by Peter Galli on November 02, 2009 03:01pm
This week the Apache Software Foundation celebrates its 10th anniversary at its annual U.S. ApacheCon 2009 event in Oakland. As such, I though it would be interesting to chat with ASF President Justin Erenkrantz about the past 10 years and what’s still to come going forward.
Peter Galli: Tell me about ApacheCon, who the audience is, what the goal of the event is.
Justin Erenkrantz: Since The Apache Software Foundation (ASF) is so globally distributed, with almost 2,000 Committers around the world working on over 100 different projects, we do all of our work virtually, via public mailing lists.
As such, ApacheCon presents a unique opportunity for our community – users, contributors, and developers – to get together face-to-face. We typically try to run at least two shows a year: we’re currently holding our upcoming U.S. show in Oakland, and we held ApacheCon Europe in Amsterdam earlier this year.
At ApacheCon, we have a range of trainings, talks, and MeetUps. We have half-day, full-day, and two-day trainings typically led by key developers in the project. This immersive environment allows interested parties to dive down into tremendous detail about Apache projects – popular trainings include Hadoop, Solr, Tomcat, ActiveMQ, Wicket, Lucene and, of course, our well-known HTTP Server.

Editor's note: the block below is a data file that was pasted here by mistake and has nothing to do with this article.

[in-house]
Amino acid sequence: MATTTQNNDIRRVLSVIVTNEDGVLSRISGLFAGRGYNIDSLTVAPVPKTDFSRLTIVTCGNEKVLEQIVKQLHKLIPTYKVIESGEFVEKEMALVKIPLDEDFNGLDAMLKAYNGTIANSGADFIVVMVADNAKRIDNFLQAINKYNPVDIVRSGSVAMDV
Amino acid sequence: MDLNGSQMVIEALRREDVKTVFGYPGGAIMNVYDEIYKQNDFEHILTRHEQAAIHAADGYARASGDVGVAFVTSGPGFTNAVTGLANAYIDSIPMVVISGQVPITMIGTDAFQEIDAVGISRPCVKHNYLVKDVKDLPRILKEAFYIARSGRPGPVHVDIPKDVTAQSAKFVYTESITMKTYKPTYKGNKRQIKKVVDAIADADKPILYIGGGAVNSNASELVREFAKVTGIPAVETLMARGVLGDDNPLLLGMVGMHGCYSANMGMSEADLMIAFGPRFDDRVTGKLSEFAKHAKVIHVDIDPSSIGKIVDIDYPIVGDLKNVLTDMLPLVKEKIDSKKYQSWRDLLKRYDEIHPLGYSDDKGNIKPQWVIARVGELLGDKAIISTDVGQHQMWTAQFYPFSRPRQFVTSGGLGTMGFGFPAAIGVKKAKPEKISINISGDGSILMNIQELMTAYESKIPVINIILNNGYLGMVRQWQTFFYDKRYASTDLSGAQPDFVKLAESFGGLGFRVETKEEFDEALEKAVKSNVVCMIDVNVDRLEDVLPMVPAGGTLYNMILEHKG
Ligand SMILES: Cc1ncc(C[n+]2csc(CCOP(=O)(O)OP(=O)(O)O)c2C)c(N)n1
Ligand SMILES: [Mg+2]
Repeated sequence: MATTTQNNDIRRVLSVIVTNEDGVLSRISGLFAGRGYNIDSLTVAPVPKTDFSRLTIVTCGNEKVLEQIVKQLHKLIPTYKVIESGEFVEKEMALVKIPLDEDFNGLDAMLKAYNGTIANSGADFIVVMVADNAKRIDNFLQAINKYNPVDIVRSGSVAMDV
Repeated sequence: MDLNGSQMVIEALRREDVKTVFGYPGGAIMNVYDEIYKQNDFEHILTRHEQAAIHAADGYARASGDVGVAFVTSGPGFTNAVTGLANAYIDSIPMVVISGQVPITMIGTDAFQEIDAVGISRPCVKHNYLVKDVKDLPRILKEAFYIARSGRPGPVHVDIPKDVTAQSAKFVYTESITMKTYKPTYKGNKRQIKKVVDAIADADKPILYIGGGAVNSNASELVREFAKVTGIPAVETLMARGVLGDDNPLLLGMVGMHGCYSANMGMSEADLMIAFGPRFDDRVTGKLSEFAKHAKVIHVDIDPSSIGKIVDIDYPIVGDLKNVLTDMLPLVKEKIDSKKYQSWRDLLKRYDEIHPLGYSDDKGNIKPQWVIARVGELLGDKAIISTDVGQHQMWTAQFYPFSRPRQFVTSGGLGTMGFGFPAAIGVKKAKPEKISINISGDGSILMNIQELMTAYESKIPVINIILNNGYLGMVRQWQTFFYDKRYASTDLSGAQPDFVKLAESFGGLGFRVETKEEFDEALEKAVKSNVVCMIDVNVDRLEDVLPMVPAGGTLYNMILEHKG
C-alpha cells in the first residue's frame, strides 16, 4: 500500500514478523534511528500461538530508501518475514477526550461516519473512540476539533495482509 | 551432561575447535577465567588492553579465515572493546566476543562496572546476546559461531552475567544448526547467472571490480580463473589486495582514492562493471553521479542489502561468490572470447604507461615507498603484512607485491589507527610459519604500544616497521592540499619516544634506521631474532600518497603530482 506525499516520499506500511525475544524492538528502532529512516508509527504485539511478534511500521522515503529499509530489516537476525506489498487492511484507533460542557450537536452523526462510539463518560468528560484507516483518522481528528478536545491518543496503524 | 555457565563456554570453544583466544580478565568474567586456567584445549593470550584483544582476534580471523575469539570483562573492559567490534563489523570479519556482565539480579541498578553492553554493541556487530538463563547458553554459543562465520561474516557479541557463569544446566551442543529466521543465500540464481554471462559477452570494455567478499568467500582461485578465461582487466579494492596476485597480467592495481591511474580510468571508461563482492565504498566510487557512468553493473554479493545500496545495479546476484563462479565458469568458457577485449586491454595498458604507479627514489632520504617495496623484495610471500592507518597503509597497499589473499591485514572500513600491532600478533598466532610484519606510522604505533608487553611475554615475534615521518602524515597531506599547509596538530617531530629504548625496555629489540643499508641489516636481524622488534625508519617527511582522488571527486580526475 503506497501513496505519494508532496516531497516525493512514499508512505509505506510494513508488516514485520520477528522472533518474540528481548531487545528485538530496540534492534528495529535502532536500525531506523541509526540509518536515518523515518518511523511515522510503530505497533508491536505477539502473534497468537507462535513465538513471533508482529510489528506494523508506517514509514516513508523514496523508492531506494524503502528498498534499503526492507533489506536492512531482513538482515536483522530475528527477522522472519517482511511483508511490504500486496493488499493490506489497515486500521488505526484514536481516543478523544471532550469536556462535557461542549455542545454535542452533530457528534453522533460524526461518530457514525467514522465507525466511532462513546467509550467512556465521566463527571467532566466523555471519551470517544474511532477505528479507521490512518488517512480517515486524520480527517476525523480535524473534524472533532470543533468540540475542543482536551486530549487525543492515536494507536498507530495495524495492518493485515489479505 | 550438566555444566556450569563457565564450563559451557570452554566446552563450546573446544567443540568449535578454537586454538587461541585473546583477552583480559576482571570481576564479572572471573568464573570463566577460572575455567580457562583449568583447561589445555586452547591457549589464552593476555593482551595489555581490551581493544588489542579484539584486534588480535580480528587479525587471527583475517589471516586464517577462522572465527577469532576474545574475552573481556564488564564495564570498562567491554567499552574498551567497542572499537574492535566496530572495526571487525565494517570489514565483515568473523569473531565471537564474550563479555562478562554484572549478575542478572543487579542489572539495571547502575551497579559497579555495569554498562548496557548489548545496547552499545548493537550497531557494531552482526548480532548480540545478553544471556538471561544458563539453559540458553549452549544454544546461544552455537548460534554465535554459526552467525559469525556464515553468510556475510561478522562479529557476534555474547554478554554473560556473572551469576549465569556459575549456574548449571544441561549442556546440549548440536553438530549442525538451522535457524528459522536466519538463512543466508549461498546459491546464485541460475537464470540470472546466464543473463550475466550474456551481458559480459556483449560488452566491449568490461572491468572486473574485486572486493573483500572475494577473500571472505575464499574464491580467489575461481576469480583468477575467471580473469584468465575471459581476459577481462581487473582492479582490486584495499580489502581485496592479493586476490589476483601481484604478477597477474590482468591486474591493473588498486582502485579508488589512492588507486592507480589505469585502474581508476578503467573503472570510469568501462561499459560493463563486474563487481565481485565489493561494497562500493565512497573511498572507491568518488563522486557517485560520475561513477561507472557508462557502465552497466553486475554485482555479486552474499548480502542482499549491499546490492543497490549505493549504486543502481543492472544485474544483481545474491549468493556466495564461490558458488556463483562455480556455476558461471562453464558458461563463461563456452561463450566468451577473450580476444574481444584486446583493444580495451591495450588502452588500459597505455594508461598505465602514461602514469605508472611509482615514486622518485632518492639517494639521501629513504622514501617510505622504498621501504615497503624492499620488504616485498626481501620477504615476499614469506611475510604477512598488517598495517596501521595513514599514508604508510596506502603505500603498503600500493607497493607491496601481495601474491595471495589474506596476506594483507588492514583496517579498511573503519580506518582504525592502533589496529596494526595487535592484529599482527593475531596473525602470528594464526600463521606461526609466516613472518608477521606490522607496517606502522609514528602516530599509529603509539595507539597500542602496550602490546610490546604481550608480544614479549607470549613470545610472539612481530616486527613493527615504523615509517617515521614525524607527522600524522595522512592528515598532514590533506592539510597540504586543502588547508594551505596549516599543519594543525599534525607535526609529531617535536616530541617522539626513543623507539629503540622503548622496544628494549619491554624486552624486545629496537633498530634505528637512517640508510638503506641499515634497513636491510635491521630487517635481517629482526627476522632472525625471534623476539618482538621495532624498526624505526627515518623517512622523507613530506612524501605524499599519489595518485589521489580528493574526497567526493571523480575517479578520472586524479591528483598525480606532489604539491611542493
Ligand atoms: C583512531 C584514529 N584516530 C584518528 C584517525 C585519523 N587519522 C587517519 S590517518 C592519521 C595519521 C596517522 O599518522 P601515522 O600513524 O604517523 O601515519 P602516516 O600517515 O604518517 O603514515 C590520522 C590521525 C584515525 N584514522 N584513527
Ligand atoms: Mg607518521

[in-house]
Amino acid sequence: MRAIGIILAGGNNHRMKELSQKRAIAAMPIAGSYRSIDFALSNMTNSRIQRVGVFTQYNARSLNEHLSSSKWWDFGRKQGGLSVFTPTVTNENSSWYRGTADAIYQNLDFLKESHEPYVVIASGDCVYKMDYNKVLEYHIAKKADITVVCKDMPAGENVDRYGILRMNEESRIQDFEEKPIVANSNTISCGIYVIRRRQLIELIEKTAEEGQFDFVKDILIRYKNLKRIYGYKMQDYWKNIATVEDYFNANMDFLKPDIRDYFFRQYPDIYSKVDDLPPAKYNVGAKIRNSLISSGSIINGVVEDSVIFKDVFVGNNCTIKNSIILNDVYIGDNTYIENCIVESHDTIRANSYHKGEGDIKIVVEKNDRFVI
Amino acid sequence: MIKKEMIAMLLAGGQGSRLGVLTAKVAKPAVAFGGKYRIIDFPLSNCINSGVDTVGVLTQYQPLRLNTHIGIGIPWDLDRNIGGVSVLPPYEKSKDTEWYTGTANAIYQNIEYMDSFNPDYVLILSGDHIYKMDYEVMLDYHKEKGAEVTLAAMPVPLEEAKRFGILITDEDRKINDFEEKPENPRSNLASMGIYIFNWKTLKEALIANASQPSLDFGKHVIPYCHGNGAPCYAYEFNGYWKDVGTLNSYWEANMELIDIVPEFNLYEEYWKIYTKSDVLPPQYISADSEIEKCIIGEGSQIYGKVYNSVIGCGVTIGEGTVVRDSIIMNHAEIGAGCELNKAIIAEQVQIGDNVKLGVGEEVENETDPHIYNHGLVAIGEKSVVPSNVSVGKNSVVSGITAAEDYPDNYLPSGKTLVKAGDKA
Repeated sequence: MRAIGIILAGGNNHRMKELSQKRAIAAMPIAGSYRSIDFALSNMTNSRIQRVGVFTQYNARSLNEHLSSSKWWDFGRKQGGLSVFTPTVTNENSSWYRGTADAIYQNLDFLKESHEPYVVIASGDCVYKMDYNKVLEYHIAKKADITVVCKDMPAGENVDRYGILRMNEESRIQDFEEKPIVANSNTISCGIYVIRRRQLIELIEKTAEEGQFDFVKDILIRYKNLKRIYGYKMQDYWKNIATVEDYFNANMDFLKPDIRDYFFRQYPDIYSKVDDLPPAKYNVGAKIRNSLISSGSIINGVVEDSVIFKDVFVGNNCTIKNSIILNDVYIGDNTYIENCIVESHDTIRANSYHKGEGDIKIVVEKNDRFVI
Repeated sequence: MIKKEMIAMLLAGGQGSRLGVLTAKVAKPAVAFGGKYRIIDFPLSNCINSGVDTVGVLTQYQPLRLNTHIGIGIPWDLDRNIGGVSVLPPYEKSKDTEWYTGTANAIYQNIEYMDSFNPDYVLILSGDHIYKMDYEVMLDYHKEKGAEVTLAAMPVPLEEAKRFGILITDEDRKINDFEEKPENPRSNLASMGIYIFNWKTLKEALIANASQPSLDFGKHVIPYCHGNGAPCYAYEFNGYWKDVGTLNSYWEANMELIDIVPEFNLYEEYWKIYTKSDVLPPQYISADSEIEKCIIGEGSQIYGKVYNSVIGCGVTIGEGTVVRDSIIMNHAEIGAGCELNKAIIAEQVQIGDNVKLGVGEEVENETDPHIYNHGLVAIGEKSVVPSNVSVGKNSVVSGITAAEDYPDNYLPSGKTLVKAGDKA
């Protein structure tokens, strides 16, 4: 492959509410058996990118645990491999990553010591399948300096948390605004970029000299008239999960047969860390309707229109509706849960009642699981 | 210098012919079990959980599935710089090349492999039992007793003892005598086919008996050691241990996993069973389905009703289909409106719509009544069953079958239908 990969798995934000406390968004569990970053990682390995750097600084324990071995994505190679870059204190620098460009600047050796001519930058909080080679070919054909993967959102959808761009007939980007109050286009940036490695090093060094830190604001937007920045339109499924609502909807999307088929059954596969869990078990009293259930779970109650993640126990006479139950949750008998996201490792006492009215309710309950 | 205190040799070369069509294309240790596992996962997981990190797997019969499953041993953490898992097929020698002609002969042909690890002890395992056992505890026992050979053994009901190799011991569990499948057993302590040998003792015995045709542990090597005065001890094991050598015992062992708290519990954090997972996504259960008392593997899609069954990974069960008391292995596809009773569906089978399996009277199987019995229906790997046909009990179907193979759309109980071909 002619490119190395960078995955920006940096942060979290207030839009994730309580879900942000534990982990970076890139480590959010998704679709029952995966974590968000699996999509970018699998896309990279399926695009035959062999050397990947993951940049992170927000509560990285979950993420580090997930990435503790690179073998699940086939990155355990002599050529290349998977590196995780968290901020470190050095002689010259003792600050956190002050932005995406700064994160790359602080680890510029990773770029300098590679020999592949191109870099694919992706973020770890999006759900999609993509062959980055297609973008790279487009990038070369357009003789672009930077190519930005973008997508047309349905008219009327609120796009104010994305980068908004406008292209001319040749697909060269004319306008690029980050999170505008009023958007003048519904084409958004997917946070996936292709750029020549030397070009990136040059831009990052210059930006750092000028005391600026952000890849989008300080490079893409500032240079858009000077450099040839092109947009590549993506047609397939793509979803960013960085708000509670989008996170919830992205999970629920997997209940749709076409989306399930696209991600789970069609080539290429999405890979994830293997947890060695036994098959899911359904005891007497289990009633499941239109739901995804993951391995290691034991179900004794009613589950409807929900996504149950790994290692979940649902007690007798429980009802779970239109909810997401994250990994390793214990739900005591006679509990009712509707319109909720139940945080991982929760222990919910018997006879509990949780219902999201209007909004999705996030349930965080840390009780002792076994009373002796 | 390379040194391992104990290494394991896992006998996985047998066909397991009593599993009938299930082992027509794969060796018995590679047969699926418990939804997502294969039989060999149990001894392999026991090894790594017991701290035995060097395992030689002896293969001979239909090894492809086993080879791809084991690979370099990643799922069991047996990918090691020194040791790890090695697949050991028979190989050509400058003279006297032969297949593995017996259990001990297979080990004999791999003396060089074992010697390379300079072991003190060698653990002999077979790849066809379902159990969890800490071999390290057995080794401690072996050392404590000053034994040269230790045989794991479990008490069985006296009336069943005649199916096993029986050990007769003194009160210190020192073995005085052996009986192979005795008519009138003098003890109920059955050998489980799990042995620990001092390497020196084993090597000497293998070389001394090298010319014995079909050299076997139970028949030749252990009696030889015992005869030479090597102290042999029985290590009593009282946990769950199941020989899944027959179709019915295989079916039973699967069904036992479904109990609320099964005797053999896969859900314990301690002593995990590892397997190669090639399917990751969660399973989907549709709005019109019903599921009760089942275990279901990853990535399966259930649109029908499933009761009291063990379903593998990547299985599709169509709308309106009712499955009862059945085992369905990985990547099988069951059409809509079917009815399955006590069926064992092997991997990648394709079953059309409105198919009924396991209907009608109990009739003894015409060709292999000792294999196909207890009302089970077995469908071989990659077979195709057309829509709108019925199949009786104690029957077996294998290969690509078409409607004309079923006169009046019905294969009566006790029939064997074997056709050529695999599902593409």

In addition to the trainings, we have three days of session tracks (usually hour-long talks) covering broad topics such as: Content Technology (content management systems including Sling and Jackrabbit, as well as CouchDB and POI), Web Services (Axis and other SOA tools), OFBiz (our Enterprise Resource Planning solution), Tomcat (our popular Java servlet engine…well it does much more than that these days!), Felix (our implementation of the OSGi framework) and, of course, some talks about the HTTP Server.
One thing that we’re really excited about this year is our expansion of free MeetUps in the evening. These are a great opportunity to mingle with the community in a very low-key unstructured environment focused on a single topic. You can think of a MeetUp as an all-night "birds of a feather" (BOF) sessions. In addition, we will be holding BarCamp Apache — our two day un-conference to talk about whatever folks are interested in, as well as the Hackathon, where participants can collaborate on various code bases alongside Apache Committers. The great thing about the MeetUps, BarCamp, and Hackathon is that they’re open to the public, free of charge. All are welcome!
Peter Galli: You always hear a lot about the "Apache Way." Explain this to me.
Justin Erenkrantz: As an all volunteer, non-profit organization, the ASF is regularly praised for its consistent, repeatable, open development model. This model, affectionately dubbed by some as "the Apache Way", is behind the ASF’s success in scaling from a single project to 70 primary projects today.